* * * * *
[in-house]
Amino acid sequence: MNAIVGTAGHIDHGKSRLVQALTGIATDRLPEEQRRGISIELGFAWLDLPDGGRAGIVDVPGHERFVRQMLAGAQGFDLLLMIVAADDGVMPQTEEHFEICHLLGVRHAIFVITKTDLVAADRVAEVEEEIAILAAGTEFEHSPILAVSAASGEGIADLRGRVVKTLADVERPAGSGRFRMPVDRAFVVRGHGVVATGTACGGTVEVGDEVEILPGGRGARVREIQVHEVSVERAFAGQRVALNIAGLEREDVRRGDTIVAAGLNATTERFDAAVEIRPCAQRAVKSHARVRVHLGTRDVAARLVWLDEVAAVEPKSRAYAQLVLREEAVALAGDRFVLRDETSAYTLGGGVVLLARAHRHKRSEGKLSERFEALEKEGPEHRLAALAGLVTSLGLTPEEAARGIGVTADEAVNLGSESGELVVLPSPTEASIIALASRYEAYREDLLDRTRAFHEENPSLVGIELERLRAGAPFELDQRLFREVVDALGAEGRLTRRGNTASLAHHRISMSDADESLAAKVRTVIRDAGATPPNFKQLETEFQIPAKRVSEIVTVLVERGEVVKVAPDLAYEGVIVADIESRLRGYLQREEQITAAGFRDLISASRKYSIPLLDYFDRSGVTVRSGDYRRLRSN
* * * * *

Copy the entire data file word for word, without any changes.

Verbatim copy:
[in-house]
Amino acid sequence: MNAIVGTAGHIDHGKSRLVQALTGIATDRLPEEQRRGISIELGFAWLDLPDGGRAGIVDVPGHERFVRQMLAGAQGFDLLLMIVAADDGVMPQTEEHFEICHLLGVRHAIFVITKTDLVAADRVAEVEEEIAILAAGTEFEHSPILAVSAASGEGIADLRGRVVKTLADVERPAGSGRFRMPVDRAFVVRGHGVVATGTACGGTVEVGDEVEILPGGRGARVREIQVHEVSVERAFAGQRVALNIAGLEREDVRRGDTIVAAGLNATTERFDAAVEIRPCAQRAVKSHARVRVHLGTRDVAARLVWLDEVAAVEPKSRAYAQLVLREEAVALAGDRFVLRDETSAYTLGGGVVLLARAHRHKRSEGKLSERFEALEKEGPEHRLAALAGLVTSLGLTPEEAARGIGVTADEAVNLGSESGELVVLPSPTEASIIALASRYEAYREDLLDRTRAFHEENPSLVGIELERLRAGAPFELDQRLFREVVDALGAEGRLTRRGNTASLAHHRISMSDADESLAAKVRTVIRDAGATPPNFKQLETEFQIPAKRVSEIVTVLVERGEVVKVAPDLAYEGVIVADIESRLRGYLQREEQITAAGFRDLISASRKYSIPLLDYFDRSGVTVRSGDYRRLRSN